Worth mentioning a brutally sharp and skin-ripping session cutting the new hedgerow I planted in 2013. Now with four growing seasons under its belt, the hedge has exceeded all expectations in terms of producing shelter and food for wildlife, and I have been really encouraged by the growth of experimental species like guelder rose and field maple, neither of which I ever pegged for “upland” plants. Before I lopped them down to knee height, many of the hawthorns had grown to seven feet tall on single, columnar twigs, and one or two were almost two inches in diameter at the base. The project took two hours, but I now hope that 2017’s growth will be an awful lot “hedgier” and dense.
Given that this is never going to be a functioning agricultural boundary in its own right, I have allowed two or three hawthorns to grow on up into trees, and I hope that this might add some further interest and variety to the project. I managed to plant fifteen tree and shrub species in a two hundred metres long fenced enclosure, and it has turned out to be one of the most fascinating and worthwhile projects I have undertaken on the Chayne so far. This project (as with everything else on the hill) was paid for from our own pockets, and perhaps that increases the level of satisfaction to see it prospering. I still live for the day when I find black grouse feeding on the haws, but enthusiastic use by buntings and partridges suggest that the benefits are broader and more immediate than this ultimate goal.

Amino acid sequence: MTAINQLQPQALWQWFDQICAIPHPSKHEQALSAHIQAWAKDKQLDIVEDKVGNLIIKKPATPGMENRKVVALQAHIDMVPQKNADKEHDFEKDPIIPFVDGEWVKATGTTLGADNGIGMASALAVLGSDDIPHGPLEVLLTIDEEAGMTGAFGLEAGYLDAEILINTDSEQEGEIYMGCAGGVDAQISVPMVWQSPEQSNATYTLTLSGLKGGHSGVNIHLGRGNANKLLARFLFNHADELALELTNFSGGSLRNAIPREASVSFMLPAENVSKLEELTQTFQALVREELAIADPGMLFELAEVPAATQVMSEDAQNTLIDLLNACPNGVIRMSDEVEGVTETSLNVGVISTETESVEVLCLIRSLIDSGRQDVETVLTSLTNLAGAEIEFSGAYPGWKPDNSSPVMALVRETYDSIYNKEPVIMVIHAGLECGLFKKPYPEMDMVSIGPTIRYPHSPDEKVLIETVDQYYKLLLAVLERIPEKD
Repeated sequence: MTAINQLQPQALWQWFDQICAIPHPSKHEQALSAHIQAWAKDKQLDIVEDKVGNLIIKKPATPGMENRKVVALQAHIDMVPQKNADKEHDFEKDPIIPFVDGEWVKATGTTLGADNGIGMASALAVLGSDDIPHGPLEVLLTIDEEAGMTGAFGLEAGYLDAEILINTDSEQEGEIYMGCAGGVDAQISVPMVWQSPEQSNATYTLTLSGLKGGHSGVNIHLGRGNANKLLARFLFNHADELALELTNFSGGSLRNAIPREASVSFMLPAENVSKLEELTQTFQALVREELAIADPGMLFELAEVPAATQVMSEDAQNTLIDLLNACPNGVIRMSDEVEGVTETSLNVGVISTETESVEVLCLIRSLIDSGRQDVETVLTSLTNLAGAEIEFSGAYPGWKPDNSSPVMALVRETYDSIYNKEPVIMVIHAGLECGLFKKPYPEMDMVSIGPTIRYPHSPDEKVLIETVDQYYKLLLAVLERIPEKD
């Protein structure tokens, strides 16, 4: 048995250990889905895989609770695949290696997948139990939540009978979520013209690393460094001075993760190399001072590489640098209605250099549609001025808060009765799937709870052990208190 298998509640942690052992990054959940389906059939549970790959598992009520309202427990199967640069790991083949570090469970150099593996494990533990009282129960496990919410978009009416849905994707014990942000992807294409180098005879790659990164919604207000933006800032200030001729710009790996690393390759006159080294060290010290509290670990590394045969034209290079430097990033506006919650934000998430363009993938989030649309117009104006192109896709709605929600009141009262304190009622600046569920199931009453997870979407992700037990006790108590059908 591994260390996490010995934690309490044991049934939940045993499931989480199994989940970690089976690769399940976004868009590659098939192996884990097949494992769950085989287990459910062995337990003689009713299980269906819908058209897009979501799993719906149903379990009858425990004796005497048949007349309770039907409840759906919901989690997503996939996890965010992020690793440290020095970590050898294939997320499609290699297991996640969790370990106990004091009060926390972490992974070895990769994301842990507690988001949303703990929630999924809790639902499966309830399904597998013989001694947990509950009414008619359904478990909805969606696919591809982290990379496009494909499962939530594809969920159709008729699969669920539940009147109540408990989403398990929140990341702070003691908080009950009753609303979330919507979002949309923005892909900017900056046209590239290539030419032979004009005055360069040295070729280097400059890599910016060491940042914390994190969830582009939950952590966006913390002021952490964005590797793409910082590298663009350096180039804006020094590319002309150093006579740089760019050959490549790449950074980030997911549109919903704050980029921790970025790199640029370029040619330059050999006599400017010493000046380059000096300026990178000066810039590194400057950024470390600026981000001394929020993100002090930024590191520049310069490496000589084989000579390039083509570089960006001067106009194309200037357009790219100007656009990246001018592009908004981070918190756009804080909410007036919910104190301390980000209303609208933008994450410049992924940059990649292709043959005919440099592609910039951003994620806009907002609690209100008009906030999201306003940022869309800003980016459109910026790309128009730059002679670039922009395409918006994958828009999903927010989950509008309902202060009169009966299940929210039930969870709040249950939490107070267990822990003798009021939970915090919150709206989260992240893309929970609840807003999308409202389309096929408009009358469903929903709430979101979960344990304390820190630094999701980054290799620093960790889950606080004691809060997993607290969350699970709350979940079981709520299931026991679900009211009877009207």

Hedges are at the forefront of my mind at the moment as I dip in and out of John Wright’s superb book A Natural History of the Hedgerow – more on this to come in due course, but needless to say that I am currently inspired to start laying old hedges and planting new ones across most of Galloway.